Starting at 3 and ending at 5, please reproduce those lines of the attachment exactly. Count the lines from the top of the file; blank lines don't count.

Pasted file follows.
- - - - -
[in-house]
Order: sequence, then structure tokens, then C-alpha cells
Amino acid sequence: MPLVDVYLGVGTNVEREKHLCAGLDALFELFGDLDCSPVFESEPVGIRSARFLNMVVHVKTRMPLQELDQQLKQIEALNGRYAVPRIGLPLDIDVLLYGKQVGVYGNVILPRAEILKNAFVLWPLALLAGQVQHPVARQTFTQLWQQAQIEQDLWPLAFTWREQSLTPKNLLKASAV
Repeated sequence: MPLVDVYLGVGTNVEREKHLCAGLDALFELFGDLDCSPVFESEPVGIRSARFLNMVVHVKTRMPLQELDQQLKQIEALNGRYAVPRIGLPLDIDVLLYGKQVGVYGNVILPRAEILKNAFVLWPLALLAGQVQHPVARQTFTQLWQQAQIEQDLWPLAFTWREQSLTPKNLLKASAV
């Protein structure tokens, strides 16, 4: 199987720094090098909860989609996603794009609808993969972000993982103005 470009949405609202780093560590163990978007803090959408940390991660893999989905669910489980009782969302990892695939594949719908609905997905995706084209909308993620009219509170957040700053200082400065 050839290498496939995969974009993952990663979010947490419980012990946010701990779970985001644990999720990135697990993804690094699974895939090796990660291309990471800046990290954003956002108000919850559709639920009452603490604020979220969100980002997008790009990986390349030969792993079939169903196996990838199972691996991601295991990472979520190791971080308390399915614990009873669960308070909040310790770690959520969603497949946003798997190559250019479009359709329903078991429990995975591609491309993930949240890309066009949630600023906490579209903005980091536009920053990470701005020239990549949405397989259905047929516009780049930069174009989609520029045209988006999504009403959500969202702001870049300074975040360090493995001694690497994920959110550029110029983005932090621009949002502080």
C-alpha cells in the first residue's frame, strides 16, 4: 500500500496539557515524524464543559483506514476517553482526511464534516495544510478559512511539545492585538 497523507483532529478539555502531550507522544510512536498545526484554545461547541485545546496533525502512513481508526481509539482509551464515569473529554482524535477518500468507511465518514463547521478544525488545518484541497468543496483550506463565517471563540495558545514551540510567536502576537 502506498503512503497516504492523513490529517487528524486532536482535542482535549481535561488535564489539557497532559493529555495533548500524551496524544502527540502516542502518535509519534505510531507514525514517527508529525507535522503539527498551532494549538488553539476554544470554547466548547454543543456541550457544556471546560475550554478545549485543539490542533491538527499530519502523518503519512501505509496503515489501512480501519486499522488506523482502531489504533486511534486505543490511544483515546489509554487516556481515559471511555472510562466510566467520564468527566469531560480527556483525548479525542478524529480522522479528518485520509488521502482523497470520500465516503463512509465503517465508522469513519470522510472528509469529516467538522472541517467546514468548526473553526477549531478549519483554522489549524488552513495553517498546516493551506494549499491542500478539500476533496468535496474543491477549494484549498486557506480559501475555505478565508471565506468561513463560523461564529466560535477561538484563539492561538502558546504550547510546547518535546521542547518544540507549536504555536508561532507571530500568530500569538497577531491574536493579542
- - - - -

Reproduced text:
Amino acid sequence: MPLVDVYLGVGTNVEREKHLCAGLDALFELFGDLDCSPVFESEPVGIRSARFLNMVVHVKTRMPLQELDQQLKQIEALNGRYAVPRIGLPLDIDVLLYGKQVGVYGNVILPRAEILKNAFVLWPLALLAGQVQHPVARQTFTQLWQQAQIEQDLWPLAFTWREQSLTPKNLLKASAV
Repeated sequence: MPLVDVYLGVGTNVEREKHLCAGLDALFELFGDLDCSPVFESEPVGIRSARFLNMVVHVKTRMPLQELDQQLKQIEALNGRYAVPRIGLPLDIDVLLYGKQVGVYGNVILPRAEILKNAFVLWPLALLAGQVQHPVARQTFTQLWQQAQIEQDLWPLAFTWREQSLTPKNLLKASAV
């Protein structure tokens, strides 16, 4: 199987720094090098909860989609996603794009609808993969972000993982103005 470009949405609202780093560590163990978007803090959408940390991660893999989905669910489980009782969302990892695939594949719908609905997905995706084209909308993620009219509170957040700053200082400065 050839290498496939995969974009993952990663979010947490419980012990946010701990779970985001644990999720990135697990993804690094699974895939090796990660291309990471800046990290954003956002108000919850559709639920009452603490604020979220969100980002997008790009990986390349030969792993079939169903196996990838199972691996991601295991990472979520190791971080308390399915614990009873669960308070909040310790770690959520969603497949946003798997190559250019479009359709329903078991429990995975591609491309993930949240890309066009949630600023906490579209903005980091536009920053990470701005020239990549949405397989259905047929516009780049930069174009989609520029045209988006999504009403959500969202702001870049300074975040360090493995001694690497994920959110550029110029983005932090621009949002502080």